HIAF 2001 is an introductory course to the history of Africa from roughly the dawn of history until the end of the Trans-Atlantic slave trade. Over sixteen weeks we will proceed chronologically by region, learning about the great diversity of peoples, cultures, and climates that inhabit the African continent. In this course we will learn that Africa was never the “dark continent” that it is often supposed to be. A major focus of the course will be Africa’s engagement with the outside world, including the trans-Saharan trade, Swahili city-states and the Indian Ocean, and Trans-Atlantic trade. We will see how Africans have always been important historical actors in world history, exploring how they interacted with their neighbors in ways that made sense to them and their communities.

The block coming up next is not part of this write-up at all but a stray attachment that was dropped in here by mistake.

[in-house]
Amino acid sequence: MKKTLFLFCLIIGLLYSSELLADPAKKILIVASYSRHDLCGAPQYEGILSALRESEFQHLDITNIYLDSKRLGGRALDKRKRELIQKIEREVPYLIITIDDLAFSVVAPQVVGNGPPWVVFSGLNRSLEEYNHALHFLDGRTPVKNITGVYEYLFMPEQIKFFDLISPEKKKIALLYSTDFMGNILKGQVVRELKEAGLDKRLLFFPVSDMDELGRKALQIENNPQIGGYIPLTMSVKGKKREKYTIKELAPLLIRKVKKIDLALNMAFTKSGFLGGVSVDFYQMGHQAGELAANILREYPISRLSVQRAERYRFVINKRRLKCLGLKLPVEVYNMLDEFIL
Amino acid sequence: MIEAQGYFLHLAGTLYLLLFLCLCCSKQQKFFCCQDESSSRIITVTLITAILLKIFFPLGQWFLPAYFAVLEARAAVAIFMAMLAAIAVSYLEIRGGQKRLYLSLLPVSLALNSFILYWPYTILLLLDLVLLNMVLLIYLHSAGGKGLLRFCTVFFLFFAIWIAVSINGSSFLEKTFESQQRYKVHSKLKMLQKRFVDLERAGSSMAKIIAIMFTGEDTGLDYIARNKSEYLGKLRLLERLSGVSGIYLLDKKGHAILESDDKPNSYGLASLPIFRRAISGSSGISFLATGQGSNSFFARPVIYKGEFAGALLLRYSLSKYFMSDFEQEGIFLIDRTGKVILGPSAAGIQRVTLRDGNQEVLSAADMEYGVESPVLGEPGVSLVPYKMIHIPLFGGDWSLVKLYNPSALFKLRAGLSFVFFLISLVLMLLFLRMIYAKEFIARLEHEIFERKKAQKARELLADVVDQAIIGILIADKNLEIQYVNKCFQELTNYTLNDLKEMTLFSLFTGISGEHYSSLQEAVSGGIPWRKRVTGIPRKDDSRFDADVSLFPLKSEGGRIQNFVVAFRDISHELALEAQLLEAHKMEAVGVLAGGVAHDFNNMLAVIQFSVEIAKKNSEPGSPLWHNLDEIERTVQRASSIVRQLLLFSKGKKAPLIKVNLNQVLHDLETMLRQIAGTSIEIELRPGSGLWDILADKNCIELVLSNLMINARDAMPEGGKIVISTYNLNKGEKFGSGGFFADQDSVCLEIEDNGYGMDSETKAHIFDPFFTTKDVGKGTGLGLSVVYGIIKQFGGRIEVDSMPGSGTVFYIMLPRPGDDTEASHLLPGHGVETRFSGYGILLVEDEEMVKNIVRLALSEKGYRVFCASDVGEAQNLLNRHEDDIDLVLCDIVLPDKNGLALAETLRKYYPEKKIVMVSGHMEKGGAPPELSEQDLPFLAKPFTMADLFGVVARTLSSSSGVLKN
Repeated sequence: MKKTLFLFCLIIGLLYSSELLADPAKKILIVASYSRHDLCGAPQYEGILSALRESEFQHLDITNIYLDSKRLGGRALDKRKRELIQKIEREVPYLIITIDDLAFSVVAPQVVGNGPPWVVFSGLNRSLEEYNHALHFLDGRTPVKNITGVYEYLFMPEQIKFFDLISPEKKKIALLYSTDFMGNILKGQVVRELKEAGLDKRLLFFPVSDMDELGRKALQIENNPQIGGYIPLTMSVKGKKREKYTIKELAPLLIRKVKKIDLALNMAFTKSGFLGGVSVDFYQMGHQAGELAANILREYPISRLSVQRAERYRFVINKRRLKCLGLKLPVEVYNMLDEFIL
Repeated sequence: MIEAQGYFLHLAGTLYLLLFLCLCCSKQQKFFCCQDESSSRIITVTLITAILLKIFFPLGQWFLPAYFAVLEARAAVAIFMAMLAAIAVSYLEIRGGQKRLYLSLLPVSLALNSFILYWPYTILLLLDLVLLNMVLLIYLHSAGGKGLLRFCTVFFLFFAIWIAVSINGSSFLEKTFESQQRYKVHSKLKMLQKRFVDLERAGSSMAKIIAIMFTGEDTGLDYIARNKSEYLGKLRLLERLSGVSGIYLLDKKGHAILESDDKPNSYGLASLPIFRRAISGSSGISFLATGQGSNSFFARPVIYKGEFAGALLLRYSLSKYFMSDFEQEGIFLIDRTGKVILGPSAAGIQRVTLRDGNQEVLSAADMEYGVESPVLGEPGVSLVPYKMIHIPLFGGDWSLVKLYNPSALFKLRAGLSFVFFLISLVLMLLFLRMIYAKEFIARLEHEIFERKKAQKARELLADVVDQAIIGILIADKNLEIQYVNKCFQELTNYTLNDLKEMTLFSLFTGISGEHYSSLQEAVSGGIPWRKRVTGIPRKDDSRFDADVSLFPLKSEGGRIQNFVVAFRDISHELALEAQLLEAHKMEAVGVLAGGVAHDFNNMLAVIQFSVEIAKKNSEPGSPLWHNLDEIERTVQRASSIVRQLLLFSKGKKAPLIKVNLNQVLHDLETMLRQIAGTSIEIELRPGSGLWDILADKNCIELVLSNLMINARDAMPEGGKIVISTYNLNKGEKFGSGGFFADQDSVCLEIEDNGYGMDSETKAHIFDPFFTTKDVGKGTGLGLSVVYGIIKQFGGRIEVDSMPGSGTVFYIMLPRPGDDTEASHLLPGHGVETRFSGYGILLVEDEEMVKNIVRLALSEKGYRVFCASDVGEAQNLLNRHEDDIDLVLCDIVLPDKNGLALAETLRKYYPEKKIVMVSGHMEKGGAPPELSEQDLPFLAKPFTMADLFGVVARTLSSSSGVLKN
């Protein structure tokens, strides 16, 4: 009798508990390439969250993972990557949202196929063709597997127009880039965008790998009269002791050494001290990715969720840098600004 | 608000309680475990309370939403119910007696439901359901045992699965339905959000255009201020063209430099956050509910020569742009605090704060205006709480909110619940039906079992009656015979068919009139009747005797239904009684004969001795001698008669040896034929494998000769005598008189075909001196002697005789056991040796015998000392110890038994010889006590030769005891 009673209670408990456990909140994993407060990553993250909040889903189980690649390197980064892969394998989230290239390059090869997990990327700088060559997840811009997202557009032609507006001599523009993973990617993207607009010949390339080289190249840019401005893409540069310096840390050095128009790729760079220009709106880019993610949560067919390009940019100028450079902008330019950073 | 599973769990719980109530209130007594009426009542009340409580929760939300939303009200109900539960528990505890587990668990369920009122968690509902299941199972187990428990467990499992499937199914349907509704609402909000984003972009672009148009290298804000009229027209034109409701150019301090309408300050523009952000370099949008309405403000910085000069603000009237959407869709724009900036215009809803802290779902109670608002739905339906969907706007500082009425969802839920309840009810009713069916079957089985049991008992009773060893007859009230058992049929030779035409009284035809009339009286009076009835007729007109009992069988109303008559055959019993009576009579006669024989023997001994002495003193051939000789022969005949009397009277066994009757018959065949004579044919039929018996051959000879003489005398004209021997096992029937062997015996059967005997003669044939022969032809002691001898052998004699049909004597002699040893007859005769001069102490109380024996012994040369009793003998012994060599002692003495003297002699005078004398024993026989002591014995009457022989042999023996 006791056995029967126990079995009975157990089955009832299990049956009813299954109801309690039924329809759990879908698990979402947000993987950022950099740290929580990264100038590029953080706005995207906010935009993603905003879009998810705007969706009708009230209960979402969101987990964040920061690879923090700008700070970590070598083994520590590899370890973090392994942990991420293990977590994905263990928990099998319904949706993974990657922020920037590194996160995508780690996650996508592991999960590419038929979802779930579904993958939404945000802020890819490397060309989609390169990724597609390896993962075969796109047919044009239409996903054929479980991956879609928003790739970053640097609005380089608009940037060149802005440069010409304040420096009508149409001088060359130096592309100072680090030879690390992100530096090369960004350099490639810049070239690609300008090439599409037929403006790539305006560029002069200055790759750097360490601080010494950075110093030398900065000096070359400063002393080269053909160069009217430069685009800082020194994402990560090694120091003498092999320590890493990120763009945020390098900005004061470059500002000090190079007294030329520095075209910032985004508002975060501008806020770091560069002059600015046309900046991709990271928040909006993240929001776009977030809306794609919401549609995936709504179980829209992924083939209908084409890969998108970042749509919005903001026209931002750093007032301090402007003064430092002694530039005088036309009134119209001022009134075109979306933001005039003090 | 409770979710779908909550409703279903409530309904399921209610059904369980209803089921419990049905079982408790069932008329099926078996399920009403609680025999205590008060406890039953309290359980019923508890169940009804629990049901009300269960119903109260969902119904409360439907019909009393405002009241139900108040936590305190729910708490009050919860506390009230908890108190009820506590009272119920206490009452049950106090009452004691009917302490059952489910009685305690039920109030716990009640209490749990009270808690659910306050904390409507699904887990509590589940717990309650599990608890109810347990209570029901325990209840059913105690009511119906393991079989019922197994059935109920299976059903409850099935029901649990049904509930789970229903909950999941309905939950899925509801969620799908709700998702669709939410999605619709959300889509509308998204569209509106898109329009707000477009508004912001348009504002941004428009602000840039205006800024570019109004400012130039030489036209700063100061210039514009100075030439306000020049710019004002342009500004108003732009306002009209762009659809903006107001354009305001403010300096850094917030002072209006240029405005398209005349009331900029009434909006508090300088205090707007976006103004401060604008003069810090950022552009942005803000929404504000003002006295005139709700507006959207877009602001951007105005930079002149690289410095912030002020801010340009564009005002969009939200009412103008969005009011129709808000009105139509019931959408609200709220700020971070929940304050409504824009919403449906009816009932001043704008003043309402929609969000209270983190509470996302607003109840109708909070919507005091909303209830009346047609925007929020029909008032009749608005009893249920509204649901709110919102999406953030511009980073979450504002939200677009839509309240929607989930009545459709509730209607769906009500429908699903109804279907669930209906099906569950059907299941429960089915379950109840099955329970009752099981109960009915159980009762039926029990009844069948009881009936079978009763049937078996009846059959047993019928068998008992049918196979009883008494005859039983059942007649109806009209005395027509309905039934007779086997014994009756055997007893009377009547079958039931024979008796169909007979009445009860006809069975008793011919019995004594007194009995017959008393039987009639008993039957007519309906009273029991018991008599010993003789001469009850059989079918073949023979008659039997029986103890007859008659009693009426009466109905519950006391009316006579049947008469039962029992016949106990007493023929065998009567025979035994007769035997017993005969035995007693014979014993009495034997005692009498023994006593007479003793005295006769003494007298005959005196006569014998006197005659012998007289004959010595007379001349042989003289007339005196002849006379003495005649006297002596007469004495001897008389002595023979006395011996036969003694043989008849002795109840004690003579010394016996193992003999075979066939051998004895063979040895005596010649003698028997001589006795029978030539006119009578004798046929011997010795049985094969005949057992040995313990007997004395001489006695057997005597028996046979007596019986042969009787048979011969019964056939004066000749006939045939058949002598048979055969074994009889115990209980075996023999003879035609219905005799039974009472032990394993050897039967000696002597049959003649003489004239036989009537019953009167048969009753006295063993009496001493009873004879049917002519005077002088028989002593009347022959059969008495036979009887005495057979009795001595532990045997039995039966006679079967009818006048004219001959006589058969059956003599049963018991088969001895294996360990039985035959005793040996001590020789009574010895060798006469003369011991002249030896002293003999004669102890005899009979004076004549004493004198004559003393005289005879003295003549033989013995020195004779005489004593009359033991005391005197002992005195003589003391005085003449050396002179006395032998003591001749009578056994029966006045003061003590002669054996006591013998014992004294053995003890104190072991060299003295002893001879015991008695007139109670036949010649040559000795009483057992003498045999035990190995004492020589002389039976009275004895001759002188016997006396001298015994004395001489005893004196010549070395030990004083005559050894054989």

Course material will be presented through interactive lectures and in-class discussion as well as in depth examination of primary and secondary historical courses, art and material culture. Evaluation will be based on class participation and a series of take-home writing assignments geared towards helping students develop their critical thinking, reading, and writing faculties. No prior knowledge of African history is required.